Question abut use of --cipher-algo AES & --openpgp

Peter S. May me at
Tue Nov 7 18:26:14 CET 2006

Hash: SHA1

Henry Hertz Hobbit wrote:
> Even if you do have an encrypted file that doesn't use these,
> is there anything wrong with the file command returning the
> answers given for the first six bytes of the file?  I can't
> find any information that they are used for any other kind
> of file.

A trivial example:  Your specified headers all take the form

8c 0d 04 XX ...

The first byte, 8c, or bin 10001100, represents an old-format packet,
tag 3, length type 0 (one octet length).  0d is the length (13), 04 is
the packet version (4), XX is the cipher algorithm, and the rest may vary.

A 100% semantically identical packet could be formatted starting like this:

c3 ff 00 00 00 0d 04 XX ...

The point isn't that this is normal, but that it is _allowed_ and
_could_ be normal in another implementation.  A related (and more real)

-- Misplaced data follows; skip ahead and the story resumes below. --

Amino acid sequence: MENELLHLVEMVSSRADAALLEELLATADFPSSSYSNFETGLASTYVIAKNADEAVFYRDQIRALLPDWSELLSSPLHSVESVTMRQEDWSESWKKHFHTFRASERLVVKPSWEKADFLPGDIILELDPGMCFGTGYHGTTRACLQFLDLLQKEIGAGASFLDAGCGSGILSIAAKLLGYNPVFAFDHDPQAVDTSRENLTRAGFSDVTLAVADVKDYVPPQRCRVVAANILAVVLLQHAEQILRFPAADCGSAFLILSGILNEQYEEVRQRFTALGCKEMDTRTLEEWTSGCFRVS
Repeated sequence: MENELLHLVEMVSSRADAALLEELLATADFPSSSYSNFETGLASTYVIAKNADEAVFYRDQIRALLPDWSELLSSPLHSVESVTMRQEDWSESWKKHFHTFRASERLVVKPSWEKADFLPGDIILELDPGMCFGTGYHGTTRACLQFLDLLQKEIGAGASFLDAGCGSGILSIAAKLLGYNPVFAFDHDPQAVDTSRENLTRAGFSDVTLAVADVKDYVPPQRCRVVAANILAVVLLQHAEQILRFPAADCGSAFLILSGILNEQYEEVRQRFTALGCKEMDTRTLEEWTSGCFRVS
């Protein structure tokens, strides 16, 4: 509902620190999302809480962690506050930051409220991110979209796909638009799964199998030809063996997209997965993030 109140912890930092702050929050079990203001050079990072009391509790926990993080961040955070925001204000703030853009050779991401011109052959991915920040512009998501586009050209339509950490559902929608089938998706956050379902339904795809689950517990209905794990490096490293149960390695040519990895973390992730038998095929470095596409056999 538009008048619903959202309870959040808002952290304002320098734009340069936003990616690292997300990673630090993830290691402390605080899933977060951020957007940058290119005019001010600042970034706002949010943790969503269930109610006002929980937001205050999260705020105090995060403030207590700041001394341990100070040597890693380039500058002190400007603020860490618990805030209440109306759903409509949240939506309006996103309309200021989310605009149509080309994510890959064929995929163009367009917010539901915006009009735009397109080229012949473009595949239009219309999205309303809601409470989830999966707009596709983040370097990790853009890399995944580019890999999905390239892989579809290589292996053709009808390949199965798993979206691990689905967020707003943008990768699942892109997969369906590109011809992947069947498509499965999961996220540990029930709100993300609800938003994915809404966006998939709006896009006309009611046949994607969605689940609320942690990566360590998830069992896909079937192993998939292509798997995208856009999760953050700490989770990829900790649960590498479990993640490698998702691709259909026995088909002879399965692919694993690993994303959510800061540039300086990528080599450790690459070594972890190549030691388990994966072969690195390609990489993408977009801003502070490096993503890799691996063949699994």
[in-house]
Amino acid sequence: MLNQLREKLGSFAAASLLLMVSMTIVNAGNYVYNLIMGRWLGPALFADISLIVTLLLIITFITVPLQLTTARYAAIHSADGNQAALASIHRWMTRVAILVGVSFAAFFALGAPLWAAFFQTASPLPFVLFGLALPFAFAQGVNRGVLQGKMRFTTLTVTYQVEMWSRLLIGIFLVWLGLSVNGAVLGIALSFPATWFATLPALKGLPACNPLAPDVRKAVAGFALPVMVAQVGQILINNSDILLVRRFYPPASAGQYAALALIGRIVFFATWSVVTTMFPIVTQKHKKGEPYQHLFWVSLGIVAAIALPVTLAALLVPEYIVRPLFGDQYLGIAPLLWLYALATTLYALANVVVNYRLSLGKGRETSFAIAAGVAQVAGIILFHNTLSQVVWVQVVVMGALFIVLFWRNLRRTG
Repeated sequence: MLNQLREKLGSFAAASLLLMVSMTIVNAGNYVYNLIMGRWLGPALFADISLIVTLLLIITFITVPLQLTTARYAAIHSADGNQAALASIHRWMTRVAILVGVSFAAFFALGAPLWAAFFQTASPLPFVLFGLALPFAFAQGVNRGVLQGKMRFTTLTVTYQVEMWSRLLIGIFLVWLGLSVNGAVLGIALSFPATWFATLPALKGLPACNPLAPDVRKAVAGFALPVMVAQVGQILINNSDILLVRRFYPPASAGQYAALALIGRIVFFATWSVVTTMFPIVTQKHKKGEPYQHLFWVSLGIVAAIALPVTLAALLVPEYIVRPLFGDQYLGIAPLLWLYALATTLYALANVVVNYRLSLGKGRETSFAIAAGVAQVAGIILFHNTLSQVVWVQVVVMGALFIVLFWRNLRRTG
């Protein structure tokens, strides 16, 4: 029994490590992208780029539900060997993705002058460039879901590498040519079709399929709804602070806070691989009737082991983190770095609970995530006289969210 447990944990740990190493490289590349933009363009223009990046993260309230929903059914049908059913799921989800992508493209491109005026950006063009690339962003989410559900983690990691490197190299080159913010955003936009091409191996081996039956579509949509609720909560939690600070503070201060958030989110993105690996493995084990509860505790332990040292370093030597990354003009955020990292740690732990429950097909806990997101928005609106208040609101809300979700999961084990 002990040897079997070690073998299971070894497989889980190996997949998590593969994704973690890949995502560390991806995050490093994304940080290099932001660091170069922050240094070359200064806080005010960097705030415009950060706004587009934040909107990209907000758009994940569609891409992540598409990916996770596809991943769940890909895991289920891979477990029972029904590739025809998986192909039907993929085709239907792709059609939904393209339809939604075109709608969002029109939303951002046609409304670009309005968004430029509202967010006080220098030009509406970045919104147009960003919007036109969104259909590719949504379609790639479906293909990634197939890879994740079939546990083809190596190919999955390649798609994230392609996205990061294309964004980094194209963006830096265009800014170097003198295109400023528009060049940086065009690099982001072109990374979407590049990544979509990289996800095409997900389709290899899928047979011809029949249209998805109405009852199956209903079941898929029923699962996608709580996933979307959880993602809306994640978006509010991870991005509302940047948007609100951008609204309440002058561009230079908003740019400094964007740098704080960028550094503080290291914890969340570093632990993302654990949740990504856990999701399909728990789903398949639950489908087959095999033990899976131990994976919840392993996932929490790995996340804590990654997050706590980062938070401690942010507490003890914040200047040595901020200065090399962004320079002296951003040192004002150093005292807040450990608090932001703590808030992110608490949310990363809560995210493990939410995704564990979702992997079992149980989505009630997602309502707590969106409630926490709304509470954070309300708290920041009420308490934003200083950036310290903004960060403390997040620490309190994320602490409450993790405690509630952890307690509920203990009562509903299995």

problem with this heuristic check is that no part of the standard
requires the tag-3 packet to be the first packet in the file.  Because
of this, you really need to use a program that knows how to grok all of
OpenPGP to do this sort of checking.  It's really not that hard to
design one after having read RFC 2440--I can think of a few ways I'd do
it in Perl--but there's no point in writing a new program for checking
the packets in a GnuPG-produced file when GnuPG already does the same thing.

My two more cents -- PSM
Version: GnuPG v1.4.2.2 (GNU/Linux)
Comment: Using GnuPG with Mozilla -


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